Leading Article: A just cause, a bad action

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The Independent Online
THE RIGHT, indeed duty, of the United States to strike back at the perpetrators of the embassy bombings in Nairobi and Dar es Salaam is not in doubt. No nation, let alone the superpower upon which the stability of the world to a large extent depends, could accept with equanimity the declaration of an open hunting season on its citizens and public servants by a group of backward-looking fanatics. In such circumstances, retaliation is a regrettable necessity.

But whether any particular act of retaliation is a wise one is another question entirely. Is the blow well-aimed? Will it produce the desired result? Are its costs unacceptably high? The US cannot afford to act as if it were a bad-tempered participant in a game of blind man's buff.

In the present political circumstances, the question inevitably arises as to whether President Clinton's decision to permit the bombing of a chemical factory in the Sudan and of two camps in Afghanistan was swayed by his domestic difficulties. If the need to distract the American public from his sexual activities was uppermost in his mind, the episode might yet go down in history as the War of Clinton's Penis. It is not necessary, however, to believe in a conspiracy to understand the value to Mr Clinton of an excellent pretext for a foreign adventure. His military and intelligence chiefs must have been pressing him for action from the start: only the timing of the act, not the act itself, is suspiciously convenient.

There is still room for doubt as to the wisdom of these bombings, however. The idea behind them seems to have been that the perpetrators could be cleanly - surgically - eliminated by means of a little hi-tech wizardry, and thus the problem would have been painlessly solved, once and for all. Alas, the problem of terrorism is not to be solved in this fashion. For not only are innocent bystanders killed in such hi-tech strikes, thus giving the impression of callousness, but also the targets are not reached, thus giving the impression of incompetence into the bargain.

All free societies have difficulties in dealing with terrorism. Not only are their governments expected to operate within certain rules, but also their actions are open to constant scrutiny in the press and on television.

The public is likely to blow hot and cold, to demand a hard line on one occasion, and to demand conciliation the next, when it becomes clear that a hard line itself provokes retaliation by the terrorists. A few terrorist incidents in the US will thus result in simultaneous demands that the perpetrators be punished and that the US withdraw from its futile role of policing the world.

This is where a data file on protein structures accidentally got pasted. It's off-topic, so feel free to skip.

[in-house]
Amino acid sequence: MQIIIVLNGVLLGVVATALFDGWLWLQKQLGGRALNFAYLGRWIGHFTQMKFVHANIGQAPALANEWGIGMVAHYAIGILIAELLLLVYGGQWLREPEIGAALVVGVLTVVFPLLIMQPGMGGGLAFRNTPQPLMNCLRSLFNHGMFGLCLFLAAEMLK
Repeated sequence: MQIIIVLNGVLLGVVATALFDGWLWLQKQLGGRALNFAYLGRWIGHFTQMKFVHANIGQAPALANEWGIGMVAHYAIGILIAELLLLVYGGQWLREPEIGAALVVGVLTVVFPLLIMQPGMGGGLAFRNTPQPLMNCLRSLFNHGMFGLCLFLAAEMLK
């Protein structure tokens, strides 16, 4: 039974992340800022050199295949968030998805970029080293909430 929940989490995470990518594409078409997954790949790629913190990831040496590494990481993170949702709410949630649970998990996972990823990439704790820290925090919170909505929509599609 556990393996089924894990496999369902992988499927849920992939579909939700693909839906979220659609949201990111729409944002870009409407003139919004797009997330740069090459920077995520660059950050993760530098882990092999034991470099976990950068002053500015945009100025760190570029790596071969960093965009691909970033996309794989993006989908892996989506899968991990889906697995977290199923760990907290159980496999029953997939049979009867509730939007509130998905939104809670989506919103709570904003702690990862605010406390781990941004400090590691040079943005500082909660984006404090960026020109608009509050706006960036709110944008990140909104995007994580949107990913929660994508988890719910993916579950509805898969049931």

Withdrawal from the fray is not, however, an option for the United States. The embassy bombers did not act because they hate the US for what it does, but for what it is; that is to say, modern, secular, freewheeling, decadent and, above all, attractive to the great mass of humanity.

American cultural imperialism is, after all, the first imperialism in which the colonised long for their own subjugation. What the Islamic fundamentalists hate about the US is the mirror it holds up to human nature.

The US cannot, therefore, ingratiate itself with its terrorist enemies, but it can inflame and encourage them. Sudden blind rages followed by long periods of craven indifference or propitiation, such as characterise US policy towards terrorism, are sure to both encourage and inflame.

What is needed above all is consistency, a policy rather than an occasional reaction to outrages which is designed to rescue the President's standing in the polls as much as it is to punish the wrongdoers.

Whether the US has the stomach for a prolonged and possibly unending fight is yet another unanswered question. A society that is so bombarded with information about today that it is inclined to forget what happened yesterday ("Yesterday's gone, yesterday's gone," as the refrain in Mr Clinton's inaugural theme song put it), and in which every innocent casualty is regarded as a tragedy of unprecedented proportions, is not one that can easily follow a consistent policy such as Israel's. The population of Israel is only too aware of what will happen if its government displays weakness in dealing with terrorists, and is prepared to accept sacrifices accordingly; the population of the US, by contrast, regards even a minor threat to its safety as intolerable.

The latest American bombings will probably have stoked the extremists' desire for revenge without having in any way reduced their capacity to carry it out. This is a consequence of dealing with the long-term problem of terrorism on a news bulletin by news bulletin basis. To stir hatred without instilling fear is the worst possible policy for the US.